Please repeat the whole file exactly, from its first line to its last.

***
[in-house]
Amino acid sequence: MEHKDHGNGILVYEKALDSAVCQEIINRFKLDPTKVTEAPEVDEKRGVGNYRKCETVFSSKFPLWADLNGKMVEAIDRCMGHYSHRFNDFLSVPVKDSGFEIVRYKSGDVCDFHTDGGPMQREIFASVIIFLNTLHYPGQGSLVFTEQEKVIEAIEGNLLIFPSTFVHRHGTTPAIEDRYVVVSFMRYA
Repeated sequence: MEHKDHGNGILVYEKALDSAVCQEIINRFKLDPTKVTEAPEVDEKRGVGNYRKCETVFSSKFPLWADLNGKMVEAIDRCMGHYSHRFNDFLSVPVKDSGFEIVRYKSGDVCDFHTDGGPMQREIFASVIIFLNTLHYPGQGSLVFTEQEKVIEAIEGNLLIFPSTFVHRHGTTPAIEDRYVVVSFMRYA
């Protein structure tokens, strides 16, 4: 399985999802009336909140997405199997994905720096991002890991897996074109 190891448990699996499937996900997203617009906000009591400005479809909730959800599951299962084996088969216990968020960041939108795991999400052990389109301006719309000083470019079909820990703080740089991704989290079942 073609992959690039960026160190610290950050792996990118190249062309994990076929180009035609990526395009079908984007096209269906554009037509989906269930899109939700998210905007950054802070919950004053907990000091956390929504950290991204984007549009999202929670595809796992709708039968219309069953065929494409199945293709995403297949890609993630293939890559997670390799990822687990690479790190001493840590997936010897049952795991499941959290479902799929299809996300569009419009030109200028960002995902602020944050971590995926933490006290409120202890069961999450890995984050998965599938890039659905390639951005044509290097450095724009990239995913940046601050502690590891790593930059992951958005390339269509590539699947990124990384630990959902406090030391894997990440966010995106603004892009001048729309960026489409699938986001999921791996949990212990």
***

[in-house]
Amino acid sequence: MEHKDHGNGILVYEKALDSAVCQEIINRFKLDPTKVTEAPEVDEKRGVGNYRKCETVFSSKFPLWADLNGKMVEAIDRCMGHYSHRFNDFLSVPVKDSGFEIVRYKSGDVCDFHTDGGPMQREIFASVIIFLNTLHYPGQGSLVFTEQEKVIEAIEGNLLIFPSTFVHRHGTTPAIEDRYVVVSFMRYA
Repeated sequence: MEHKDHGNGILVYEKALDSAVCQEIINRFKLDPTKVTEAPEVDEKRGVGNYRKCETVFSSKFPLWADLNGKMVEAIDRCMGHYSHRFNDFLSVPVKDSGFEIVRYKSGDVCDFHTDGGPMQREIFASVIIFLNTLHYPGQGSLVFTEQEKVIEAIEGNLLIFPSTFVHRHGTTPAIEDRYVVVSFMRYA
């Protein structure tokens, strides 16, 4: 399985999802009336909140997405199997994905720096991002890991897996074109 190891448990699996499937996900997203617009906000009591400005479809909730959800599951299962084996088969216990968020960041939108795991999400052990389109301006719309000083470019079909820990703080740089991704989290079942 073609992959690039960026160190610290950050792996990118190249062309994990076929180009035609990526395009079908984007096209269906554009037509989906269930899109939700998210905007950054802070919950004053907990000091956390929504950290991204984007549009999202929670595809796992709708039968219309069953065929494409199945293709995403297949890609993630293939890559997670390799990822687990690479790190001493840590997936010897049952795991499941959290479902799929299809996300569009419009030109200028960002995902602020944050971590995926933490006290409120202890069961999450890995984050998965599938890039659905390639951005044509290097450095724009990239995913940046601050502690590891790593930059992951958005390339269509590539699947990124990384630990959902406090030391894997990440966010995106603004892009001048729309960026489409699938986001999921791996949990212990």